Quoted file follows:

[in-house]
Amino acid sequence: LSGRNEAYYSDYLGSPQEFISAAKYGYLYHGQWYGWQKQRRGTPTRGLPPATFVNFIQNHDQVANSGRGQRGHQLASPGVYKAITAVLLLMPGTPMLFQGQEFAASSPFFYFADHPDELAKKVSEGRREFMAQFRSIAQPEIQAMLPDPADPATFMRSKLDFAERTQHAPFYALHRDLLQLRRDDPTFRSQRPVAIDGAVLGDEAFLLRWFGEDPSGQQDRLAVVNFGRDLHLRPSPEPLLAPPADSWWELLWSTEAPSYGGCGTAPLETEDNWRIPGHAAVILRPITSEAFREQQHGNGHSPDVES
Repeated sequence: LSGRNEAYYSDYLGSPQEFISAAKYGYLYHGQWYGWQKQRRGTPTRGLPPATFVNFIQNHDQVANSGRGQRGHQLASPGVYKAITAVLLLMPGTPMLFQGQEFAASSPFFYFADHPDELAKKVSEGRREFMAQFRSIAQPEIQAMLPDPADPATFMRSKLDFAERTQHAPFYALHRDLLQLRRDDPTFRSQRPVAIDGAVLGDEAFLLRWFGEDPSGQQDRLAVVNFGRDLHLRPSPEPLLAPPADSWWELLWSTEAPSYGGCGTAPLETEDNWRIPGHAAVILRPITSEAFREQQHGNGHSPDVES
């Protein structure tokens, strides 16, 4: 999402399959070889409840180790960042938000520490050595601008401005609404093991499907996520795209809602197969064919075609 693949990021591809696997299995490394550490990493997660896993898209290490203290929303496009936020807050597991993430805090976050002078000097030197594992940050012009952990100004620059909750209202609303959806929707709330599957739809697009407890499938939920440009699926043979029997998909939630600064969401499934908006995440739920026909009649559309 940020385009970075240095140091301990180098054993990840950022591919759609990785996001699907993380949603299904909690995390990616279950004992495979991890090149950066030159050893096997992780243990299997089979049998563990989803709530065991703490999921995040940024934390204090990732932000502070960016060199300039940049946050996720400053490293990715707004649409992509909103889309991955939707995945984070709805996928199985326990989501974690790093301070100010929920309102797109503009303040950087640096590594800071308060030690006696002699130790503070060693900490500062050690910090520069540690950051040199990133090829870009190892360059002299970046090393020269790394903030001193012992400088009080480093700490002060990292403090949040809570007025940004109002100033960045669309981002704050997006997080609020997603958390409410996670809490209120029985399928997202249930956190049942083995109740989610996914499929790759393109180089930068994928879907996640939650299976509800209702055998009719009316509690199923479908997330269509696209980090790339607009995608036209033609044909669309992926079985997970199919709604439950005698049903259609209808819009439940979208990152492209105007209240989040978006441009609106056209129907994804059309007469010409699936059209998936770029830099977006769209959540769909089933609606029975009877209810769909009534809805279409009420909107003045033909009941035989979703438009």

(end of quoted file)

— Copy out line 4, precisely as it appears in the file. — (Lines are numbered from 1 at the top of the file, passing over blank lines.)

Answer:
């Protein structure tokens, strides 16, 4: 999402399959070889409840180790960042938000520490050595601008401005609404093991499907996520795209809602197969064919075609 693949990021591809696997299995490394550490990493997660896993898209290490203290929303496009936020807050597991993430805090976050002078000097030197594992940050012009952990100004620059909750209202609303959806929707709330599957739809697009407890499938939920440009699926043979029997998909939630600064969401499934908006995440739920026909009649559309 940020385009970075240095140091301990180098054993990840950022591919759609990785996001699907993380949603299904909690995390990616279950004992495979991890090149950066030159050893096997992780243990299997089979049998563990989803709530065991703490999921995040940024934390204090990732932000502070960016060199300039940049946050996720400053490293990715707004649409992509909103889309991955939707995945984070709805996928199985326990989501974690790093301070100010929920309102797109503009303040950087640096590594800071308060030690006696002699130790503070060693900490500062050690910090520069540690950051040199990133090829870009190892360059002299970046090393020269790394903030001193012992400088009080480093700490002060990292403090949040809570007025940004109002100033960045669309981002704050997006997080609020997603958390409410996670809490209120029985399928997202249930956190049942083995109740989610996914499929790759393109180089930068994928879907996640939650299976509800209702055998009719009316509690199923479908997330269509696209980090790339607009995608036209033609044909669309992926079985997970199919709604439950005698049903259609209808819009439940979208990152492209105007209240989040978006441009609106056209129907994804059309007469010409699936059209998936770029830099977006769209959540769909089933609606029975009877209810769909009534809805279409009420909107003045033909009941035989979703438009």